In this post we are comparing the weighted jump squat to unweighted jump squats (counter movement jump), and commenting on which weighted version might be more similar in pattern to the unweighted jumps. When working with younger athletes in a developmental stage, we need to continue to focus on the movement of the exercise and its similarity to athletic movement. In my opinion, movement patterning in this stage is a critical component of athletic development.
As our philosophy states…
- Movement Pattern (First)
- Add Repetitive/Rhythmic Speed and Confidence to the Pattern (Second)
- Add Light Loads, without Disturbing the Pattern (Third)
- Increase the Speed with Load to Create Power (Fourth)
The question today is concerned with where to hold the weight as you begin to increase the load and speed with the load during the Weighted Jump Squat Exercise. Here are your options…
- Weighted Vest (pattern similarity, but you can only add so much weight before you reach the vests capacity)
- DB’s on the Shoulder (good alternative, as it mimics squatting patterns and challenges the core)
- DB’s Held Below the Hip (also good, but could challenge posture and knee tracking if stance is too wide)
- BB – Back Squat Style (good for advanced lifters, but increases spinal loading and therefore risk)
We shot a short video of these variations using a mat and gate from our Fusion Sport – SmartJump System, which allowed us to accurately measure the jump height of each jump. Here is a video breakdown of each of these styles… (if you received this via email click HERE to view the video online)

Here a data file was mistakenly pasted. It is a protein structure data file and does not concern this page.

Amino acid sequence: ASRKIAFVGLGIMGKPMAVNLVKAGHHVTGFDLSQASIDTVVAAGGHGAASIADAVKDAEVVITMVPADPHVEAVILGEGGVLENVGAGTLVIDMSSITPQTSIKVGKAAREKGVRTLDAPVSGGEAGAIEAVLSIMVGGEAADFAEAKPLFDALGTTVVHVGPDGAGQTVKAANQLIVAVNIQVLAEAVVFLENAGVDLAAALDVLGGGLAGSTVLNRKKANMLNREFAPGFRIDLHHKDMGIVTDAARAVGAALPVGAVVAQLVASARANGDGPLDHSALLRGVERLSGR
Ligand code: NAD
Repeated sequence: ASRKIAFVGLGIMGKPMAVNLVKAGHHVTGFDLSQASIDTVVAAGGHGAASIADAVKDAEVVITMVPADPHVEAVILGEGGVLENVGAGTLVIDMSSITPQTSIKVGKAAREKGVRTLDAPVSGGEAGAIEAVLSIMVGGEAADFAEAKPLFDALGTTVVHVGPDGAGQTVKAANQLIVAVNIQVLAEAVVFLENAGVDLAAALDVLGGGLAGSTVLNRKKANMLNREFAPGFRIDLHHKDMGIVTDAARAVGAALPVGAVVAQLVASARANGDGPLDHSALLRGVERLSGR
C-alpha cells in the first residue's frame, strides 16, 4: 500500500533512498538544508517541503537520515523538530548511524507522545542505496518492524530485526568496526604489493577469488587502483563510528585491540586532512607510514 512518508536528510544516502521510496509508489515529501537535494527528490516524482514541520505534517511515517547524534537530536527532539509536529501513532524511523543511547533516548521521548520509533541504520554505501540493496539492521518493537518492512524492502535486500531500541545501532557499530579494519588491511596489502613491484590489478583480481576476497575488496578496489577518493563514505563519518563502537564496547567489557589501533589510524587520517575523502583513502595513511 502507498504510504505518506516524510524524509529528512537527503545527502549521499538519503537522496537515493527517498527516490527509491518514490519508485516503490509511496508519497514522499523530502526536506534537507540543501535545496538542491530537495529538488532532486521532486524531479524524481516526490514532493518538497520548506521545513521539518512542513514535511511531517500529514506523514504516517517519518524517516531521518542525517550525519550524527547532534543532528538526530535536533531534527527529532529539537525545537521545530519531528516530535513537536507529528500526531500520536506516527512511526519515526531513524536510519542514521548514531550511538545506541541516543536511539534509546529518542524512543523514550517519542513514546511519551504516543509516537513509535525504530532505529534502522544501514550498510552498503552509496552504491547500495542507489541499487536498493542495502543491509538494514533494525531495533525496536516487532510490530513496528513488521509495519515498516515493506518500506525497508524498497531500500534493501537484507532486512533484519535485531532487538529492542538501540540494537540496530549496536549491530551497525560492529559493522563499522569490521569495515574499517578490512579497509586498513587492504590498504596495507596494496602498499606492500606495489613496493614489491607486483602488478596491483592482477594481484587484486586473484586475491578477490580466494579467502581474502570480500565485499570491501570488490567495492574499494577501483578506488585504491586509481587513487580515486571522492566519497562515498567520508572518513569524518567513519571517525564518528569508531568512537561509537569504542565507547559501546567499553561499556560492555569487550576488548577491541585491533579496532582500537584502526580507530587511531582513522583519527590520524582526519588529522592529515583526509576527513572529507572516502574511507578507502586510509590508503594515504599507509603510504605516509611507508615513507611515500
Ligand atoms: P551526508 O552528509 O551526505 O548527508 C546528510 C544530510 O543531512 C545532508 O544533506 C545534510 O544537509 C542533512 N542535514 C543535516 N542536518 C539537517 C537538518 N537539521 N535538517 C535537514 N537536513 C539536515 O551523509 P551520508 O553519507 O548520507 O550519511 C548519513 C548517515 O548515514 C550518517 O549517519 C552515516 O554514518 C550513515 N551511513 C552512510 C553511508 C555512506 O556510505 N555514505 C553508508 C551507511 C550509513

As you can see the version with the DB’s held below the waist (arms straight) more closely mimics the jump pattern, and verticals were about 1.5 inches higher than the jumps with the BB on the back and 1 inch higher than the jumps with the DB’s on the shoulder. If we have pattern similarity and better function (higher verticals) we should probably think about using the weighted jump squat version with the DB’s held below the waist.
The next question is regarding how much weight to use in these exercises. Most research seems to point to loads around the 30% of Back Squat 1RM. This is what we used in the video. At this load, the weighted movement jump height was about 54% of max vertical when using the barbell (BB), and about 58% of max vertical when using the dumbbells (DB’s) held below the waist.
During a 6 weeks study with 5 sets of 5 reps of jump squats at 30% of back squat 1RM, the subject in the video had almost a 3 inch increase in vertical jump in only 1 session per week. While there are many factors that go into improving vertical jump (lower body power), the weighted jump squats seem to be a functional and beneficial way to train this physical skill.
For more information on improving vertical jump, check out our eBook – Athletic Strength Foundations
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